We Need More Mr. Rogers Christians

We Need More Mr. Rogers Christians July 22, 2018

He was a man of deep Christian faith, an ordained Presbyterian minister, and a Republican. Yet, he angered the Christian Right with his message.

He must have been doing something right.

As I watched the new documentary about Fred Rogers yesterday, I was greatly moved, sometimes to tears, by this sweet, gentle man who was such a big part of my childhood. I was moved by his assertion that love, or the lack of it, is at the core of everything that happens to us. I was moved by the way he looked deeply into the eyes of children and made them understand that they were loved just exactly the way they were–unconditional love. It’s a beautiful thing to witness from a fellow human being–a neighbor–and when I saw it coming from Fred Rogers, I realized just how rare it is in our world. Love your neighbor as your self. It shouldn’t be rare at all.

Unconditional love should be as common as Christianity.

Let me say that again and put it in bold and italic font…

Unconditional love should be as common as Christianity.

So why is it so rare?

It’s rare because somewhere along the line, politics became the strange bedfellow of too many Christians. The world of politics in a society based upon capitalism places a high premium on success. It creates a meritocracy. The concept of a meritocracy should fly in the face of Christianity. Christians should recognize this instantly. Every church I’ve ever been associated with does a good job of selling unconditional love. They told me that there is nothing I could ever do to earn my way to heaven because I could never be “good enough” to deserve God’s grace. They told me that there was nothing I could ever do to make God love me any more or less–that God loves me unconditionally. That is one of the cornerstone tenets of the faith. Yet, as I watched the documentary about Fred Rogers, I saw him being persecuted on Fox News because he was preaching this very message to kids. Rogers told kids that they had great value and were loved just the way they are–just for being them. Right wing Christians didn’t like hearing that coming from Rogers. They took to the airwaves and blamed Rogers for all of society’s ills because he had mollycoddled a generation of children into believing that they were fine the way they were. In fact, the Westboro Baptist Church was protesting right across the street from Fred Rogers’ funeral. When asked why, they responded that it was because Rogers was “tolerant of fags.”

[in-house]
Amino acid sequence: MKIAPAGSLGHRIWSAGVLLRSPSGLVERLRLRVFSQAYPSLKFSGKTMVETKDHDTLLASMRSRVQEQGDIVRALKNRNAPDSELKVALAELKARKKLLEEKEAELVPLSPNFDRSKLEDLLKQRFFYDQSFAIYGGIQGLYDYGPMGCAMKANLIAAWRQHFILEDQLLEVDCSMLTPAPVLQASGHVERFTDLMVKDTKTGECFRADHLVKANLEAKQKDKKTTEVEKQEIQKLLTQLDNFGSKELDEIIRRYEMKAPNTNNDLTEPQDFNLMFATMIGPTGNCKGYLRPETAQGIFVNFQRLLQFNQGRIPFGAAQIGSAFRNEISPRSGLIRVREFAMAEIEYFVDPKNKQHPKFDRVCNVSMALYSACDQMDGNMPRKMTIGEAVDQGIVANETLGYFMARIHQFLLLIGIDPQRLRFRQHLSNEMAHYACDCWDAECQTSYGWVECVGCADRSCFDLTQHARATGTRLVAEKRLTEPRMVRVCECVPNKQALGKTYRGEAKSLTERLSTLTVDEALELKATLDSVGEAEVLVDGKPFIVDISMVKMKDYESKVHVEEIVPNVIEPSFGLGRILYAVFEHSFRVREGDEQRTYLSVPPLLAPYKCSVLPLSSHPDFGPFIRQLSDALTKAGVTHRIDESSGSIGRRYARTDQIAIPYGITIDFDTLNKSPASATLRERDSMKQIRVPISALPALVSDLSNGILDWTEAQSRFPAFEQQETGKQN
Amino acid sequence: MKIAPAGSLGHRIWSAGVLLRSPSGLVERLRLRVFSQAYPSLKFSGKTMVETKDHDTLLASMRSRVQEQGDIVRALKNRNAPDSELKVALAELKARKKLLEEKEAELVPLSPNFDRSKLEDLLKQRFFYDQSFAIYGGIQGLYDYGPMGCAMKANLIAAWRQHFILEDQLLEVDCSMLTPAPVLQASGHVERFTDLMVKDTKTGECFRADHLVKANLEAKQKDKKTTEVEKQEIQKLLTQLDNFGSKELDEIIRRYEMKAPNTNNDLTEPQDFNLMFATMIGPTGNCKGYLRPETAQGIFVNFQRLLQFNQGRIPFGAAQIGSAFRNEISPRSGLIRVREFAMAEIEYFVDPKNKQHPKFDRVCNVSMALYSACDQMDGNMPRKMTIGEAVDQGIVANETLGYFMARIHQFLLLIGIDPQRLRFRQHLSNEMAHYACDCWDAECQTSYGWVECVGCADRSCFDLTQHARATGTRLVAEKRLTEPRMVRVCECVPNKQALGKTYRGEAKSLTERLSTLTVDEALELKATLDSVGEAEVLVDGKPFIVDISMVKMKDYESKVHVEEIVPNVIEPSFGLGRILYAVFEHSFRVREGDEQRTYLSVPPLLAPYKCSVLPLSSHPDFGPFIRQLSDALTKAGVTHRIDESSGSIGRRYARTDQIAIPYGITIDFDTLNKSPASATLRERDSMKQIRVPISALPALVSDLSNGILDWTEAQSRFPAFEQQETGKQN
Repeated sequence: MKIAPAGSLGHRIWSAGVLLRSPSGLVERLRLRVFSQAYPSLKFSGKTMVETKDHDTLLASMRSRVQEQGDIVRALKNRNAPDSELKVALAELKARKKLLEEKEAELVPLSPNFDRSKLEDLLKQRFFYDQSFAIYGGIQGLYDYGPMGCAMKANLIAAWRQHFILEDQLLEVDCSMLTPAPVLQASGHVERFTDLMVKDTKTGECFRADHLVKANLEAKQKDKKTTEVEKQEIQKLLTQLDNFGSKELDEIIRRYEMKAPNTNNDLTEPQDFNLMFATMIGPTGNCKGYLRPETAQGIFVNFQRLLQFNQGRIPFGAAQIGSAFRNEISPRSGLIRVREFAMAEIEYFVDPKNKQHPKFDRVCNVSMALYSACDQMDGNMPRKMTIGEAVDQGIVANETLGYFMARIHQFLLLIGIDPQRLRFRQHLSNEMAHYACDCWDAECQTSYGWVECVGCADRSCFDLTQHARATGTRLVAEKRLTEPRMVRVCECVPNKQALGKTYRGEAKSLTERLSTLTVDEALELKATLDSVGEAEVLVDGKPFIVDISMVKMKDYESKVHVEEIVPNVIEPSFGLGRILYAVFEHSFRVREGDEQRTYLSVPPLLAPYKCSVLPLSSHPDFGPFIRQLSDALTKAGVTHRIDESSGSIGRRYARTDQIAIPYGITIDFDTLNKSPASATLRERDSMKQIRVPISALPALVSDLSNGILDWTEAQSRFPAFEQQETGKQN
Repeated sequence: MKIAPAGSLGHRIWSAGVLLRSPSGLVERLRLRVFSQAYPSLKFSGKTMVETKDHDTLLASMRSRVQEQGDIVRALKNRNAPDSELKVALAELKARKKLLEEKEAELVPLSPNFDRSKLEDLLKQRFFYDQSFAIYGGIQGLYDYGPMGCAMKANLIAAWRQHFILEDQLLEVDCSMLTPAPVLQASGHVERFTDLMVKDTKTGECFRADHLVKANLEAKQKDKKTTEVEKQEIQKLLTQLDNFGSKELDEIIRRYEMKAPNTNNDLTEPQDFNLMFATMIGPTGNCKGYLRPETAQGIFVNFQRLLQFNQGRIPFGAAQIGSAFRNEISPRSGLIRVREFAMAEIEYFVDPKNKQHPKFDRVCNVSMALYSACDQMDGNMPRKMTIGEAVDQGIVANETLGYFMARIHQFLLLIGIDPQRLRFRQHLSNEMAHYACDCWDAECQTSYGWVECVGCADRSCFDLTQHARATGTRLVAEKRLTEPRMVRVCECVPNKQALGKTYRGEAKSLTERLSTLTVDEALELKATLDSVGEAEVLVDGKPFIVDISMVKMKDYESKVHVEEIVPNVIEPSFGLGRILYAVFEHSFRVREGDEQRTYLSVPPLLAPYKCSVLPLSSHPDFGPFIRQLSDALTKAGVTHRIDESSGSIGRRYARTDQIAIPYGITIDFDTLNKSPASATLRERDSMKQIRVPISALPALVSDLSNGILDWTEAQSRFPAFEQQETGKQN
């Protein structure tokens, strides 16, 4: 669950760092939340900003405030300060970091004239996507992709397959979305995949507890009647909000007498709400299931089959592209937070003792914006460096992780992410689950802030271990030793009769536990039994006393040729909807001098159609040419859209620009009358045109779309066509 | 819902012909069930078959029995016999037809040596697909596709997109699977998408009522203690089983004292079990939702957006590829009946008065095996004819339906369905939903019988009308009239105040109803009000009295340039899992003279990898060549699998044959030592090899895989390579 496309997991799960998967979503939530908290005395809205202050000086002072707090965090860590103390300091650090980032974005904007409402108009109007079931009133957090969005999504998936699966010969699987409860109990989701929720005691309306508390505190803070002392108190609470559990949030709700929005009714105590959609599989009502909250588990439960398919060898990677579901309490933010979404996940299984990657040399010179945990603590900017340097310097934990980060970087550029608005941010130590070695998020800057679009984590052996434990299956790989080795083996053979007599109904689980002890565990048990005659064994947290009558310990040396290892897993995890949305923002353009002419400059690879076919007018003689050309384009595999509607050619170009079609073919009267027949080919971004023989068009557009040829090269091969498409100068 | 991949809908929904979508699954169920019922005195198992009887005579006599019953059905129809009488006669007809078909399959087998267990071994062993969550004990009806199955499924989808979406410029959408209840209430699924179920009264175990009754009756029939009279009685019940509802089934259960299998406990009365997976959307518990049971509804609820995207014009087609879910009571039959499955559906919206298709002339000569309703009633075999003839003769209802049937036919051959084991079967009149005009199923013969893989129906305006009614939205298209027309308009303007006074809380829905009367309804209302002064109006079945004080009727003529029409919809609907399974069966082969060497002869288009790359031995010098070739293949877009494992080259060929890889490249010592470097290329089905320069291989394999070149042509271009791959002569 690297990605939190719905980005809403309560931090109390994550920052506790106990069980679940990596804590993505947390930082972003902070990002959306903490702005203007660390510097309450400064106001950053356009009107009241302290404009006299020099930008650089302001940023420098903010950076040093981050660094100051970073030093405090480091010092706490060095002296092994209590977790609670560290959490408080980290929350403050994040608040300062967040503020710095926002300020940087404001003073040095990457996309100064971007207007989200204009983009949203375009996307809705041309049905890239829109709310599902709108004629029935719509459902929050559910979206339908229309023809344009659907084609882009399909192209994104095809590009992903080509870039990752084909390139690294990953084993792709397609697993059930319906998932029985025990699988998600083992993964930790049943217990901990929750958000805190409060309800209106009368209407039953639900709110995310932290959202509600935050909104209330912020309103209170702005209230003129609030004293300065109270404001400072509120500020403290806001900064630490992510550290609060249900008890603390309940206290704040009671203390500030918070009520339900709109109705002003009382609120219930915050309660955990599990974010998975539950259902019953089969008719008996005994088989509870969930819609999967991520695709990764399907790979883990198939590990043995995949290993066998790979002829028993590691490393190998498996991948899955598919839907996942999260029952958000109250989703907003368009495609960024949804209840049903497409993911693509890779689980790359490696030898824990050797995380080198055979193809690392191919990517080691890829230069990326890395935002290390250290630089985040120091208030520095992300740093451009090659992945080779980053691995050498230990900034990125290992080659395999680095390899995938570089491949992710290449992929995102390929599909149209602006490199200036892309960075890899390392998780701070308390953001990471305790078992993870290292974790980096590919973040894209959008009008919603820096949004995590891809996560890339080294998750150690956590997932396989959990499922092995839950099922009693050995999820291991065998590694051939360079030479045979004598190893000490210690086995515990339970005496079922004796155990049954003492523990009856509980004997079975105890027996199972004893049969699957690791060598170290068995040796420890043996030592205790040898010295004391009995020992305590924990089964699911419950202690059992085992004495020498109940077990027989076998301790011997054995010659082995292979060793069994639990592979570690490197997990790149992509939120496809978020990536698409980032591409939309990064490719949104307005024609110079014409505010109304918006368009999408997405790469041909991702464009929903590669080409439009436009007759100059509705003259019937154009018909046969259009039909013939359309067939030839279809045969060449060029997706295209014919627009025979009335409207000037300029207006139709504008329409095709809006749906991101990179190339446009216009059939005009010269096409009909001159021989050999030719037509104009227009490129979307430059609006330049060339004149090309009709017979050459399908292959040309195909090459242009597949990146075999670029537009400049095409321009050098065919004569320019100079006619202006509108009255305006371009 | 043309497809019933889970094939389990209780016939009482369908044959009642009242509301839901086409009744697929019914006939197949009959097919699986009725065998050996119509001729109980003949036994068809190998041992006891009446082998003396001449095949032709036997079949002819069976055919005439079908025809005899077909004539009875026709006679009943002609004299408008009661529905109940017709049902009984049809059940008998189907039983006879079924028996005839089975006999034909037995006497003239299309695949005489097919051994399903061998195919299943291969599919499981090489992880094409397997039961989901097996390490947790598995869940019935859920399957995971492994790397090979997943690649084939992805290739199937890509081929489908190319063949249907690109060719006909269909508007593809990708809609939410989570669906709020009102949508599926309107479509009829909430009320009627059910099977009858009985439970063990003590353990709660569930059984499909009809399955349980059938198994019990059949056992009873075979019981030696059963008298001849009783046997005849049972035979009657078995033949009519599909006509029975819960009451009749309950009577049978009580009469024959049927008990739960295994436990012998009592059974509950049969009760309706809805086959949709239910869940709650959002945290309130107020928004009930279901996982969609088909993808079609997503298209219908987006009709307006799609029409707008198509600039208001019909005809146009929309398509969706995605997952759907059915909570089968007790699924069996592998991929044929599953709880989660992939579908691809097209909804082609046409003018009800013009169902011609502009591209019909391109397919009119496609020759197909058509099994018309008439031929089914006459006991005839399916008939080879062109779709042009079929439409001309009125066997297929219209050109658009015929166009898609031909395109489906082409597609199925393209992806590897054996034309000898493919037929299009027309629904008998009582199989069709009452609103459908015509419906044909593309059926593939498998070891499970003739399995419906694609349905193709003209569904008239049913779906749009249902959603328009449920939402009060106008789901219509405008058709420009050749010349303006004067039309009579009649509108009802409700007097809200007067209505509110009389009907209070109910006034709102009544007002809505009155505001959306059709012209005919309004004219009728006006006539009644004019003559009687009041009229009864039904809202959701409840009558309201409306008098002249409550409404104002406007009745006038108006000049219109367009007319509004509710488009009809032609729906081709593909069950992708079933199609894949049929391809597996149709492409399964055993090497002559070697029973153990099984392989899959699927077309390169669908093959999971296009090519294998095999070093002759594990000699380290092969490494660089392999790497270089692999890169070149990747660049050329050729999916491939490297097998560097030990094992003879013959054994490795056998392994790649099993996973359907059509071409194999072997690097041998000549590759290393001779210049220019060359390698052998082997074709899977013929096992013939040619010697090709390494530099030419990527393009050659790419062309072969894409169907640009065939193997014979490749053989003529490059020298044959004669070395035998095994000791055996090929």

Fred Rogers was a registered Republican, but sitting there watching the documentary, I couldn’t help but think that, were he still with us, he’d distance himself from the current version of that party. I can’t imagine Fred Rogers suffering the things coming from the White House in 2018.

So far as I can see, unconditional love is hard to come by these days. The message coming from the Christian Right is a confused one. From the pulpits, Christ’s message of unconditional love is still preached, but in the streets it’s too often nowhere to be found.

We need more Mr. Rogers Christians.


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